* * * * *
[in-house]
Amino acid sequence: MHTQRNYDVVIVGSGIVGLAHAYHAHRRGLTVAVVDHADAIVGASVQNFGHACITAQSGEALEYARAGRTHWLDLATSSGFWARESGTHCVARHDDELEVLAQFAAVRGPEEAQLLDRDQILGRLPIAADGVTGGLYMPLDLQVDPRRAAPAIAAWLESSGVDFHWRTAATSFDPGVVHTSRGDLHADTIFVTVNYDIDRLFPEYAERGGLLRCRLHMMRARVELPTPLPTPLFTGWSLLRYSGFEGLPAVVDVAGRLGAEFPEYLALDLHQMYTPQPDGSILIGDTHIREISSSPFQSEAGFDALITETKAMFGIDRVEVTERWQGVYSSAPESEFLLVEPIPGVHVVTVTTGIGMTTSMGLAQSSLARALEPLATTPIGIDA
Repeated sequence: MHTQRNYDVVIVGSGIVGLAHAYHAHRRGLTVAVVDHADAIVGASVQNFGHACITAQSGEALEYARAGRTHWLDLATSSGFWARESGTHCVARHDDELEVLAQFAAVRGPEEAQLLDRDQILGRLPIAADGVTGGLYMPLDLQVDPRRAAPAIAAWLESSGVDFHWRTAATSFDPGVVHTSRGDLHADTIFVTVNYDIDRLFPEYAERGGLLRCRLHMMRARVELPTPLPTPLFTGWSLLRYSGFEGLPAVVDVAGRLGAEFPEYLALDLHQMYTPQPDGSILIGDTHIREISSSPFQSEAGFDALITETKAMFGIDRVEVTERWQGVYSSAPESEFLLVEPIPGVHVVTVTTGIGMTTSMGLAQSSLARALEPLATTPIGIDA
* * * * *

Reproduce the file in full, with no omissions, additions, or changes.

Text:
[in-house]
Amino acid sequence: MHTQRNYDVVIVGSGIVGLAHAYHAHRRGLTVAVVDHADAIVGASVQNFGHACITAQSGEALEYARAGRTHWLDLATSSGFWARESGTHCVARHDDELEVLAQFAAVRGPEEAQLLDRDQILGRLPIAADGVTGGLYMPLDLQVDPRRAAPAIAAWLESSGVDFHWRTAATSFDPGVVHTSRGDLHADTIFVTVNYDIDRLFPEYAERGGLLRCRLHMMRARVELPTPLPTPLFTGWSLLRYSGFEGLPAVVDVAGRLGAEFPEYLALDLHQMYTPQPDGSILIGDTHIREISSSPFQSEAGFDALITETKAMFGIDRVEVTERWQGVYSSAPESEFLLVEPIPGVHVVTVTTGIGMTTSMGLAQSSLARALEPLATTPIGIDA
Repeated sequence: MHTQRNYDVVIVGSGIVGLAHAYHAHRRGLTVAVVDHADAIVGASVQNFGHACITAQSGEALEYARAGRTHWLDLATSSGFWARESGTHCVARHDDELEVLAQFAAVRGPEEAQLLDRDQILGRLPIAADGVTGGLYMPLDLQVDPRRAAPAIAAWLESSGVDFHWRTAATSFDPGVVHTSRGDLHADTIFVTVNYDIDRLFPEYAERGGLLRCRLHMMRARVELPTPLPTPLFTGWSLLRYSGFEGLPAVVDVAGRLGAEFPEYLALDLHQMYTPQPDGSILIGDTHIREISSSPFQSEAGFDALITETKAMFGIDRVEVTERWQGVYSSAPESEFLLVEPIPGVHVVTVTTGIGMTTSMGLAQSSLARALEPLATTPIGIDA